Local legacy media columnist Dale Courtney (column, Nov. 9) and I agree the University of Idaho should be congratulated for having an overall 2% increase in enrollment this fall compared to last year. Washington State University was less fortunate with an overall 7.7% decline systemwide and a 6.7% decline for the Pullman campus. Courtney argues that WSU’s declining enrollment and falling academic ranking from a magazine are due to political decisions in reaction to the COVID-19 pandemic. Courtney also argues that with only 6,649 out of 27,366,000 college-age students putatively dying with COVID-19 since January 2020, remote instruction was clearly not worth the cost and UI demonstrates this difference.

Let’s put on our “academic weanie” hats and think about Courtney’s arguments in the context of a qualifying exam. Qualifying exams are a useful tool to identify graduate students who should have the opportunity to continue advancing toward their degree versus those who have not shown sufficient breadth of knowledge or ability to synthesize deeper understanding from available information.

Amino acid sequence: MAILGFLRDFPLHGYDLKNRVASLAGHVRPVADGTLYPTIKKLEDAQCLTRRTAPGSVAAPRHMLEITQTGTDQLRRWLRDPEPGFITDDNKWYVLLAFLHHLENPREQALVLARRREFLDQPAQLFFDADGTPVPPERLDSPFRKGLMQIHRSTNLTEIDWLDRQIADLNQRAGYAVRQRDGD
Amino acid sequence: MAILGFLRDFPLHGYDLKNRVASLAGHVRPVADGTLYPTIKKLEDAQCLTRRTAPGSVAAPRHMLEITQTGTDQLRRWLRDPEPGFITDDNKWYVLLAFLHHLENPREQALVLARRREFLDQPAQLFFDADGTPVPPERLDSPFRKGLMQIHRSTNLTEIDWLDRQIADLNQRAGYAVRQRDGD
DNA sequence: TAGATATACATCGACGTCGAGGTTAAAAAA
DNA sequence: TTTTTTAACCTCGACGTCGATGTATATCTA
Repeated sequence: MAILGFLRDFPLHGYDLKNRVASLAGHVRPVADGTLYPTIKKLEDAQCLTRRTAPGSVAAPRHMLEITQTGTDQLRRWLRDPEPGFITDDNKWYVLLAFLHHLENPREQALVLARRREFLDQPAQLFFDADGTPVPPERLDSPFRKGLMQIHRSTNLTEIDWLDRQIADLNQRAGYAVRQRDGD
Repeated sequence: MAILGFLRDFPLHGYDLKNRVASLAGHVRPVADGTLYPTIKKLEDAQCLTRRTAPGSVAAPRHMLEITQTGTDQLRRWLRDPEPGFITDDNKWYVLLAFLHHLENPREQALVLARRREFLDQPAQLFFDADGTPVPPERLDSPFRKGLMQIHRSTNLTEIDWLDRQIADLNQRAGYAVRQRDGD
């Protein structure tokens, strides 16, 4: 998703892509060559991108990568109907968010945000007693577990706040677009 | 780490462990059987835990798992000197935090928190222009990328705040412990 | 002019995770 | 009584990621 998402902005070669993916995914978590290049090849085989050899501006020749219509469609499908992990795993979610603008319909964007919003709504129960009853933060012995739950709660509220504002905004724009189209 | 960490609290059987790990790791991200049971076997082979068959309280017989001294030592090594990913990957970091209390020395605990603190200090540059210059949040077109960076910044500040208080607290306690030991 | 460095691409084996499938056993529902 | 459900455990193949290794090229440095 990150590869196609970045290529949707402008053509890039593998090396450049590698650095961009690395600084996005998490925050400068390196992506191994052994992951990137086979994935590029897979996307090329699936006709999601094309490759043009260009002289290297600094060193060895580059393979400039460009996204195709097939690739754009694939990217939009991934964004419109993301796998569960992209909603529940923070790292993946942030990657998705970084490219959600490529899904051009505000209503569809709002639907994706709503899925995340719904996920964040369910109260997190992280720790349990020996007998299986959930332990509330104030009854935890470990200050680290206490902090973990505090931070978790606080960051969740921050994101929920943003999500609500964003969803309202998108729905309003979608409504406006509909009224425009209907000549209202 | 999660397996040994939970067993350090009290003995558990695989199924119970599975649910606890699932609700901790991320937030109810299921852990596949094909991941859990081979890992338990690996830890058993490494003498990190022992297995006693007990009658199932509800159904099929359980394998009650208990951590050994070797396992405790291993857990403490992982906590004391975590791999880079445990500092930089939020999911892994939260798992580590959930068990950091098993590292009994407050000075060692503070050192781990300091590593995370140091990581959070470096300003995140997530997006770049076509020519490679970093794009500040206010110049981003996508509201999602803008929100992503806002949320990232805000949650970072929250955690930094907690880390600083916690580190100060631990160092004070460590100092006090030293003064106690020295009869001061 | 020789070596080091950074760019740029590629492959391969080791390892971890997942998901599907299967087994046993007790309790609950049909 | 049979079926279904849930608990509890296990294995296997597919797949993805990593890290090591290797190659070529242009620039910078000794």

In this case, I would start by asking the student to provide definitions of ancillary data and cherry picking. Nationwide, we face a significant crisis with approximately 1.3 million fewer college students than before the pandemic, but the distribution of losses is not evenly distributed between institutions. If we are going to draw conclusions from a single paired comparison (UI versus WSU) to support a thesis that remote instruction and a vaccine mandate are responsible for the WSU enrolment decline in 2022, I can simply point out that the University of Washington had the same policies as WSU and UW’s enrollment held steady between fall 2021 and fall 2022. By that limited standard, Courtney’s thesis is bogus.

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